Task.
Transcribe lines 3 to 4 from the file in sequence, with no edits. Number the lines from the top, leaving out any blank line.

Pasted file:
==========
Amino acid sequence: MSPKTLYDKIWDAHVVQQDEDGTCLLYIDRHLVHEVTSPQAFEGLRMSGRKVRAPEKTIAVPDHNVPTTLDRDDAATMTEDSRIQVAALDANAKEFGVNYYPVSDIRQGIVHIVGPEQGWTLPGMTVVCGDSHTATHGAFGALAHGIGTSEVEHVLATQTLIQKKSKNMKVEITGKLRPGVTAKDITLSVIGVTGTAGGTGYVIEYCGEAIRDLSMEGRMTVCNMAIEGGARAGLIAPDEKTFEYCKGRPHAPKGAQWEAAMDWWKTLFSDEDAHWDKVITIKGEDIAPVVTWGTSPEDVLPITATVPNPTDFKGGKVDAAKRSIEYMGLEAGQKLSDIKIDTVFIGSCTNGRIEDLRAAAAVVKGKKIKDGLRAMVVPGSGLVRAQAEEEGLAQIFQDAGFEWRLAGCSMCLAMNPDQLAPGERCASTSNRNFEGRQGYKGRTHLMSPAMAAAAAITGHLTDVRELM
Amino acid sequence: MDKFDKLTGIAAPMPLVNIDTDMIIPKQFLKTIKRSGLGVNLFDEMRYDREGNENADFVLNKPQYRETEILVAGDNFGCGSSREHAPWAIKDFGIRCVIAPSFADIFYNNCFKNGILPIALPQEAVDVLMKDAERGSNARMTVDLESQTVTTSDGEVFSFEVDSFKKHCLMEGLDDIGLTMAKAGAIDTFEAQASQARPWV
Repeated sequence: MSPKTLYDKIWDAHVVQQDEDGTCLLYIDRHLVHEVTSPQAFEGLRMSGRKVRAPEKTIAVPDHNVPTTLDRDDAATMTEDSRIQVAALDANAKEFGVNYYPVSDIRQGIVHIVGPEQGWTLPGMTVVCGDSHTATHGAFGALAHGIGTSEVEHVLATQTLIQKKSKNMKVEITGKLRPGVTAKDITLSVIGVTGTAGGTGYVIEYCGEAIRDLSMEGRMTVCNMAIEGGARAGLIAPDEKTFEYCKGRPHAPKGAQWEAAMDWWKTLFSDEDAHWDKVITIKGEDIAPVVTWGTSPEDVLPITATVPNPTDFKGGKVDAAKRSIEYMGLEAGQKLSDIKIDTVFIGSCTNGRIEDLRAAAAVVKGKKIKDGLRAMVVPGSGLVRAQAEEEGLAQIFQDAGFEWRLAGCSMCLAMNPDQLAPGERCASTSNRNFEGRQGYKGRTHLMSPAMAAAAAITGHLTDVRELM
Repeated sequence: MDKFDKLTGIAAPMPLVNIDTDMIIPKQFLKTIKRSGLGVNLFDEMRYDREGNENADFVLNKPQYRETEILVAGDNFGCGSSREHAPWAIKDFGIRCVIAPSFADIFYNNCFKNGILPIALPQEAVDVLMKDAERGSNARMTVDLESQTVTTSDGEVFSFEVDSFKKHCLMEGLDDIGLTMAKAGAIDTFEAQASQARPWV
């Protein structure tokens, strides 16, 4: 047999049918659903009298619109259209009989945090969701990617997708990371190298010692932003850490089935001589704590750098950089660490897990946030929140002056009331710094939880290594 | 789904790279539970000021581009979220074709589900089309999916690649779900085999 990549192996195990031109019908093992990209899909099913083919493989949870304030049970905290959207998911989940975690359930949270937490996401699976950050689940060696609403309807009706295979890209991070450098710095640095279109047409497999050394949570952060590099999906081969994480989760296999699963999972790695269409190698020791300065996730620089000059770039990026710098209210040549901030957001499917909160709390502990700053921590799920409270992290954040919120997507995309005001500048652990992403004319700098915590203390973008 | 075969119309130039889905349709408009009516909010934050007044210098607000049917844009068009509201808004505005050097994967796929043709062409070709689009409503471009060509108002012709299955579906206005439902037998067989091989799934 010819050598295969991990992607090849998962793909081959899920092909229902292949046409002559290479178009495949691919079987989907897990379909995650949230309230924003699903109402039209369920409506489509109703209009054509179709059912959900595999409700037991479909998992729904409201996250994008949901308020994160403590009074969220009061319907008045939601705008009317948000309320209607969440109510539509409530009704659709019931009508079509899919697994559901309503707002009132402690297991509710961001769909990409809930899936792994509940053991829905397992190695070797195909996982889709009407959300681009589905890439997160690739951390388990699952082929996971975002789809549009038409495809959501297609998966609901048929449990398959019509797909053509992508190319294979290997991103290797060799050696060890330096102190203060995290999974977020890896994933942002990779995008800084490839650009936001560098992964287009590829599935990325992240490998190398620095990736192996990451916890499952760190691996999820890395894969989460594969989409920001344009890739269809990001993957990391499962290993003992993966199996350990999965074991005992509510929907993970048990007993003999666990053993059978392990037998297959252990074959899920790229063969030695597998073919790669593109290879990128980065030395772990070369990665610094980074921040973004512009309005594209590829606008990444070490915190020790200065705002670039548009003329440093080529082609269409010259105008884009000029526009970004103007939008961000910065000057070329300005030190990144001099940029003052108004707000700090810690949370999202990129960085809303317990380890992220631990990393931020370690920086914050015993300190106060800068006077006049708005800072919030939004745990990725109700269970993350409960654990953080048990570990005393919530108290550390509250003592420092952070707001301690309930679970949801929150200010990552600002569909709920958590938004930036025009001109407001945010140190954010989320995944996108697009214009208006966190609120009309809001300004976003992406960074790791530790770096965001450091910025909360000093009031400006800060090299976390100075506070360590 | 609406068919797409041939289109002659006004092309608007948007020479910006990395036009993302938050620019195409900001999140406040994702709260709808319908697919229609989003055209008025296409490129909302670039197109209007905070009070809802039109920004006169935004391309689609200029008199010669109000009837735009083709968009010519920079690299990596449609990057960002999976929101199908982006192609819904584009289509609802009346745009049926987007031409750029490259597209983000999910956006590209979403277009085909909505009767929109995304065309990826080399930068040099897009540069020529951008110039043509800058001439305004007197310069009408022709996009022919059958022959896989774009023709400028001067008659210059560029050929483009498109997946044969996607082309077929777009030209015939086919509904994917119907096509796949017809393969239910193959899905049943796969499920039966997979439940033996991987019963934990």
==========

Repeated sequence: MSPKTLYDKIWDAHVVQQDEDGTCLLYIDRHLVHEVTSPQAFEGLRMSGRKVRAPEKTIAVPDHNVPTTLDRDDAATMTEDSRIQVAALDANAKEFGVNYYPVSDIRQGIVHIVGPEQGWTLPGMTVVCGDSHTATHGAFGALAHGIGTSEVEHVLATQTLIQKKSKNMKVEITGKLRPGVTAKDITLSVIGVTGTAGGTGYVIEYCGEAIRDLSMEGRMTVCNMAIEGGARAGLIAPDEKTFEYCKGRPHAPKGAQWEAAMDWWKTLFSDEDAHWDKVITIKGEDIAPVVTWGTSPEDVLPITATVPNPTDFKGGKVDAAKRSIEYMGLEAGQKLSDIKIDTVFIGSCTNGRIEDLRAAAAVVKGKKIKDGLRAMVVPGSGLVRAQAEEEGLAQIFQDAGFEWRLAGCSMCLAMNPDQLAPGERCASTSNRNFEGRQGYKGRTHLMSPAMAAAAAITGHLTDVRELM
Repeated sequence: MDKFDKLTGIAAPMPLVNIDTDMIIPKQFLKTIKRSGLGVNLFDEMRYDREGNENADFVLNKPQYRETEILVAGDNFGCGSSREHAPWAIKDFGIRCVIAPSFADIFYNNCFKNGILPIALPQEAVDVLMKDAERGSNARMTVDLESQTVTTSDGEVFSFEVDSFKKHCLMEGLDDIGLTMAKAGAIDTFEAQASQARPWV